To use all functions of this page, please activate cookies in your browser.
With an accout for my.chemeurope.com you can always see everything at a glance – and you can configure your own website and individual newsletter.
- My watch list
- My saved searches
- My saved topics
- My newsletter
A cesspit, or cesspool, is a pit, conservancy tank, or covered cistern, which can be used for sewage or refuse.
Additional recommended knowledge
In many rural communities, sometimes the builder or installer of a cesspit will illegally breach the floor of the pit after the final inspection by building inspectors so as to allow liquid from the tank to escape into the ground. Such incidents can give rise to locally acute pollution and may contaminate the drinking water supplies of others. Using a cesspit in such a condition constitutes a criminal offence in the UK.
In the US, a cesspool is a dry well for the disposal of sewage. Liquids leach out promptly if soil conditions allow. Some solids decay and are leached out after some time. Some solids accumulate, eventually blocking the escape of liquids, causing the familiar cesspool failure or overflow. Cesspools are discouraged, or are banned by local plumbing codes, and instead connections to municipal sewage systems or septic systems are encouraged or required.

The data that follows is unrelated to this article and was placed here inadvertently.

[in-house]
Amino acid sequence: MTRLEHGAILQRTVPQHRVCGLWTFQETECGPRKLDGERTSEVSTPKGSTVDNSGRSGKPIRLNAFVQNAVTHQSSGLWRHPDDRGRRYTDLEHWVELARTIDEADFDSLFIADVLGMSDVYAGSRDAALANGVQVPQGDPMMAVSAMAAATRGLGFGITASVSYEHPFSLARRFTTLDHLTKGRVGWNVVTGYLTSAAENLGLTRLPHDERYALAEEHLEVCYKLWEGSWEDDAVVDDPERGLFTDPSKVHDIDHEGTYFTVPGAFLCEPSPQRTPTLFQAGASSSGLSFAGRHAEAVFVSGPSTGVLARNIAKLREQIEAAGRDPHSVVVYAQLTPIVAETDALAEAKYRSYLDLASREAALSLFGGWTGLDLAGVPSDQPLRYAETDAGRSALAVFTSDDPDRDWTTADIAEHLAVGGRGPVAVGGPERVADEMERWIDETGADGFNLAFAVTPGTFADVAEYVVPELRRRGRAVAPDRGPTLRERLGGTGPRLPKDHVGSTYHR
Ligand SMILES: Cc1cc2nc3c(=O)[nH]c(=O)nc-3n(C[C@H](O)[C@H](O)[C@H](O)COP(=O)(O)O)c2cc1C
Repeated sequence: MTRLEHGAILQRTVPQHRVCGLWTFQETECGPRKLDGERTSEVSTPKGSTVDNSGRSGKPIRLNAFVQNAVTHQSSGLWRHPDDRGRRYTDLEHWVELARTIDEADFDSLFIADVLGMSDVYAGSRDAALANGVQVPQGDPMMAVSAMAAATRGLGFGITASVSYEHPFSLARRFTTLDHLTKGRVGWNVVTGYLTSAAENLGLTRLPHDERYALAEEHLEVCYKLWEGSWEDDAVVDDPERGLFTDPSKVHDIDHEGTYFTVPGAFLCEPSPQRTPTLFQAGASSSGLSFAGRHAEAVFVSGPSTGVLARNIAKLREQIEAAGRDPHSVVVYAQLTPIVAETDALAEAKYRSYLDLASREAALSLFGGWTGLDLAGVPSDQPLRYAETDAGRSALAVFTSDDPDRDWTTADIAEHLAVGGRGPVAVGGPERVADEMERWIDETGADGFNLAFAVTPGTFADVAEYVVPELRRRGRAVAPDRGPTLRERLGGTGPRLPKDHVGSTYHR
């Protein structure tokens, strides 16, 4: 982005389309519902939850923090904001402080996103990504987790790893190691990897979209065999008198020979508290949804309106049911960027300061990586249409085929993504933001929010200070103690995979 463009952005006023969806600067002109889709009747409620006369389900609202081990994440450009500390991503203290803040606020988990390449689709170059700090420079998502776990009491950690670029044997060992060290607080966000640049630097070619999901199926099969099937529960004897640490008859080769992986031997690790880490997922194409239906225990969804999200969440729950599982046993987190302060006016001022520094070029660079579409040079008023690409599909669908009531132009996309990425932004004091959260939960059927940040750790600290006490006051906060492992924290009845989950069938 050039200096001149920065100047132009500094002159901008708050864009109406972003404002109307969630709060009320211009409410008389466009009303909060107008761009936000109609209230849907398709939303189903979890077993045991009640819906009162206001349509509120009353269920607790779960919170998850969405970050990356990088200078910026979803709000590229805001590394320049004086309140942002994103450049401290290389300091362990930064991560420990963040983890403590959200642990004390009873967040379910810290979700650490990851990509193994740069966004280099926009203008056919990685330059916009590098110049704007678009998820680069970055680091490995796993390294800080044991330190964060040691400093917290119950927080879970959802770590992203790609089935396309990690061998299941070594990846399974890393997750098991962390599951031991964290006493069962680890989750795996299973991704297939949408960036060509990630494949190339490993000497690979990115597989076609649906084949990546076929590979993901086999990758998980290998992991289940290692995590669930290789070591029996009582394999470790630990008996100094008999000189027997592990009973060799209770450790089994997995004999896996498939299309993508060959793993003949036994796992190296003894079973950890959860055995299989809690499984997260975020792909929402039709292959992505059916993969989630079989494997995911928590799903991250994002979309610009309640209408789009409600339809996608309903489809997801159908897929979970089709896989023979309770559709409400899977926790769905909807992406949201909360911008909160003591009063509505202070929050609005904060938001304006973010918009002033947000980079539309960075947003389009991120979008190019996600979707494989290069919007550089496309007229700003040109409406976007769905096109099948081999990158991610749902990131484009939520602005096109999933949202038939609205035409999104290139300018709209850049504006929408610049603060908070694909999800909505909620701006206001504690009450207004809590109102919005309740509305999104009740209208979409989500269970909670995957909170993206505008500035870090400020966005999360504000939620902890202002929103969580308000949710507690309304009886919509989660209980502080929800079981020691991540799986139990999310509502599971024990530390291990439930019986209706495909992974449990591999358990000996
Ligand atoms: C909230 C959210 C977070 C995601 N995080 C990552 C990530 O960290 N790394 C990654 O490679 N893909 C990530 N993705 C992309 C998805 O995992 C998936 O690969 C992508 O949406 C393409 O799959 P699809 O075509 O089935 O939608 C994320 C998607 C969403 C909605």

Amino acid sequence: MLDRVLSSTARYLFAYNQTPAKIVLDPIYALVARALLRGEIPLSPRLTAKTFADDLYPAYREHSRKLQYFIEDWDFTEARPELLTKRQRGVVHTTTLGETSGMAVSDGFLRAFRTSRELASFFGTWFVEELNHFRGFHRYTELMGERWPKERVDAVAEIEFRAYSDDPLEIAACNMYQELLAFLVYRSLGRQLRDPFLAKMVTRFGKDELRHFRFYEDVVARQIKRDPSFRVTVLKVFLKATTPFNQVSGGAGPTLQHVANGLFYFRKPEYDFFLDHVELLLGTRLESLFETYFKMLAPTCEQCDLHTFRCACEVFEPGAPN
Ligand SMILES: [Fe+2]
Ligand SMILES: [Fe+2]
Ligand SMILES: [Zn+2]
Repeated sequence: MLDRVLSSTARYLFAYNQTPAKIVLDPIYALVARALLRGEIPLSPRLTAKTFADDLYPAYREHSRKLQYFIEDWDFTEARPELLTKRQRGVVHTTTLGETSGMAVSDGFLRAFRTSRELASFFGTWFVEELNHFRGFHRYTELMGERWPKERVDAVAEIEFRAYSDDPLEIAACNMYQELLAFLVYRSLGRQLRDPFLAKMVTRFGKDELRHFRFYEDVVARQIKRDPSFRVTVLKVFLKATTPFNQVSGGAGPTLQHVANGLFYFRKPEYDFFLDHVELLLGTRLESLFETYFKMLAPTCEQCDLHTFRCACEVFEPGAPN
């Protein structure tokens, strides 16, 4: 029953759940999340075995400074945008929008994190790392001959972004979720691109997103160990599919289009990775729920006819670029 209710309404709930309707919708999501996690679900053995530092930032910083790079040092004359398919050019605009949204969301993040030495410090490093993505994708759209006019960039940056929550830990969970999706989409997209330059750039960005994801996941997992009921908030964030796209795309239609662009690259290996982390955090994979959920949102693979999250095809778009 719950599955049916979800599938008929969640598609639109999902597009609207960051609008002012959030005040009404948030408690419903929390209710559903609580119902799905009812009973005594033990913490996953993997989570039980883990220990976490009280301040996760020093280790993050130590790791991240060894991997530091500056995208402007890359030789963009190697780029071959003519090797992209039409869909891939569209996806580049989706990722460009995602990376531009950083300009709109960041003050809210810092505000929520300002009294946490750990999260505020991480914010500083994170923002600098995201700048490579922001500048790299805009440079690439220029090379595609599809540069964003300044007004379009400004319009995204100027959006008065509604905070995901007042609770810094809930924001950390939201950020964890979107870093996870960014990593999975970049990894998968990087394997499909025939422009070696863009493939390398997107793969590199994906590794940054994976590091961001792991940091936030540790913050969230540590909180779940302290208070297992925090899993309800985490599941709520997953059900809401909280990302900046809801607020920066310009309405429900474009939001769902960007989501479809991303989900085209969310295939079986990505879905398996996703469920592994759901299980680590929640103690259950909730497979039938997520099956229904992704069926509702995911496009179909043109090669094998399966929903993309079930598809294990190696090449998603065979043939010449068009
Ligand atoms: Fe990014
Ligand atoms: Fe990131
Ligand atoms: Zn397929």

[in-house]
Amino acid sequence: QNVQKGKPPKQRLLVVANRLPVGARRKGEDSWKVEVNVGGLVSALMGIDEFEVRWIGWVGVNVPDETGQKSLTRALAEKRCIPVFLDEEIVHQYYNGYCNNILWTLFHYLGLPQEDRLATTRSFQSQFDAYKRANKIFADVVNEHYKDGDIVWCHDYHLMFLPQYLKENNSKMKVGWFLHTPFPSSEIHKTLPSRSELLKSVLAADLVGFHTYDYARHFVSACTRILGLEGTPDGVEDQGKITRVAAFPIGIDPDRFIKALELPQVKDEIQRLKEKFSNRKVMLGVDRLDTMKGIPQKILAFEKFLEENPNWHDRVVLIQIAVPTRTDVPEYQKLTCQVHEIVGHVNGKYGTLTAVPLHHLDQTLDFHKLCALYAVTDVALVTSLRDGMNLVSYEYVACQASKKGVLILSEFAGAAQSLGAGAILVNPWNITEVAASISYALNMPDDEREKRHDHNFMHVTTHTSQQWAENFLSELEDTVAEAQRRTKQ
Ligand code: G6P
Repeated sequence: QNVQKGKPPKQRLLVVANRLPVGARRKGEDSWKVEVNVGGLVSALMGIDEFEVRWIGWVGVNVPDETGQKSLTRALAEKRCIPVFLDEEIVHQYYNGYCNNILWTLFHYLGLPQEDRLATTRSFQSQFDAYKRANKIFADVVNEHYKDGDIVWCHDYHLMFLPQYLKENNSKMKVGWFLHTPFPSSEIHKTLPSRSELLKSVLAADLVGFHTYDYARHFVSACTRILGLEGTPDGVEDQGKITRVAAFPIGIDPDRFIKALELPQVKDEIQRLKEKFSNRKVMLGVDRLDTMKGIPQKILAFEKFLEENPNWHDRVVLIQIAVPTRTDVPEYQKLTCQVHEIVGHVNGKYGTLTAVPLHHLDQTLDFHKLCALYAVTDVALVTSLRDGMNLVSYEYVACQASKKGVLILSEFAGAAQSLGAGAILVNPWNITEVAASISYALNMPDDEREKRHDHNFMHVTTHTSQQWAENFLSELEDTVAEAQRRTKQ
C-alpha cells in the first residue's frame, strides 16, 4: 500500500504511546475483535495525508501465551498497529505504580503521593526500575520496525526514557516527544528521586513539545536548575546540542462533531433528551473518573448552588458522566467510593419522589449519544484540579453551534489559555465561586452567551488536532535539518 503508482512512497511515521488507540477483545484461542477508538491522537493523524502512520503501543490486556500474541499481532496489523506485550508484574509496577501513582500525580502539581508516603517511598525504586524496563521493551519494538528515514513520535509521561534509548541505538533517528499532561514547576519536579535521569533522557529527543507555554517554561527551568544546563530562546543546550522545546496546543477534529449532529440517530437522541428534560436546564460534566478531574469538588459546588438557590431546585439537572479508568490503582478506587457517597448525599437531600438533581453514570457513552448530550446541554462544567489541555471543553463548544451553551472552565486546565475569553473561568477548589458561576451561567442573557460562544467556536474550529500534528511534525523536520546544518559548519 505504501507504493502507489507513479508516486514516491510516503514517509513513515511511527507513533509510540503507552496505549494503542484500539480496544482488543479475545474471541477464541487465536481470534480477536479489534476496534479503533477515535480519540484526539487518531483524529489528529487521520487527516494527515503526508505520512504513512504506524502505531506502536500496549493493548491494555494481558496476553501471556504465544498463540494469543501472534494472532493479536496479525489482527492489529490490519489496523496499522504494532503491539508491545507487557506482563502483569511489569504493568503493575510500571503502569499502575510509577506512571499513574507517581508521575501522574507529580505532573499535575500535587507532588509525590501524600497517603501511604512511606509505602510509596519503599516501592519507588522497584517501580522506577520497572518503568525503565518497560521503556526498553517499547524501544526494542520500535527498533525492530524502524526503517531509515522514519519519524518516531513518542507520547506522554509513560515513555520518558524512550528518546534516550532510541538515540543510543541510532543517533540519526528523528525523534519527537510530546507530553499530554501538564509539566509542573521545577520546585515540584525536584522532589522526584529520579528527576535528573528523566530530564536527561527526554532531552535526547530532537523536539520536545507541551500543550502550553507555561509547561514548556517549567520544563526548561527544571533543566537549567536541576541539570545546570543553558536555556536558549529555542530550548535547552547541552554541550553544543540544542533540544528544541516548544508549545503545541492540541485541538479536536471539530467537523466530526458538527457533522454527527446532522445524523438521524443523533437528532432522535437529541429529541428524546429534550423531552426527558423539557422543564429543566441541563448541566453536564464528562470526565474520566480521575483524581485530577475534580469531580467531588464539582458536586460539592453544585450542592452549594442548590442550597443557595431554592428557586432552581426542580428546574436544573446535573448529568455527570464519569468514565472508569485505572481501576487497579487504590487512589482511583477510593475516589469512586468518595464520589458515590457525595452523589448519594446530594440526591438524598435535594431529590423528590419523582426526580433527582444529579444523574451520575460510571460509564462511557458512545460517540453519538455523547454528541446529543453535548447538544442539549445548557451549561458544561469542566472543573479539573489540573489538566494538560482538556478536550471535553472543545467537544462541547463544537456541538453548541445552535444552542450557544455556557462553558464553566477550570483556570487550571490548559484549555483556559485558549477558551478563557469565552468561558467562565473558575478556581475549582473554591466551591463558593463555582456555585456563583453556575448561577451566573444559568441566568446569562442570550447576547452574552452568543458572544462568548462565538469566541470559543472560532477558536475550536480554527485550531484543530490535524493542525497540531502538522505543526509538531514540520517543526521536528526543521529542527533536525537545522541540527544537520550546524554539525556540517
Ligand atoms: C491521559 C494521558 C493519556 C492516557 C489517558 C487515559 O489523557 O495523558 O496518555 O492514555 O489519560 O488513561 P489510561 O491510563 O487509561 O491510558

The typical American urbanite in the 1870s relied on the rural solution of individual well and outhouse (privy) or cesspool. Baltimore in the 1880s smelled "like a billion polecats," according to H. L. Mencken, and a Chicagoan said in his city "the stink is enough to knock you down." Improvement was slow, and large cities of the East and South depended to the end of the century mainly on drainage through open gutters. Pollution of water supplies by sewage as well as dumping of industrial waste accounted in large measures for the public health records and staggering mortality rates of the period. (The National Experience)
In Huntington, New York, most households still use cesspools for waste drainage. There has been a chronic occurrence of cesspool collapses in this area. Since 1998, four cases of cesspools collapsing and sucking in human residents that were standing over them have been reported, injuring a total of five people, killing one in 2001  and another in 2007.
Cesspools are regulated in the U.S. if they serve more than 20 people.
|This article is licensed under the GNU Free Documentation License. It uses material from the Wikipedia article "Cesspit". A list of authors is available in Wikipedia.|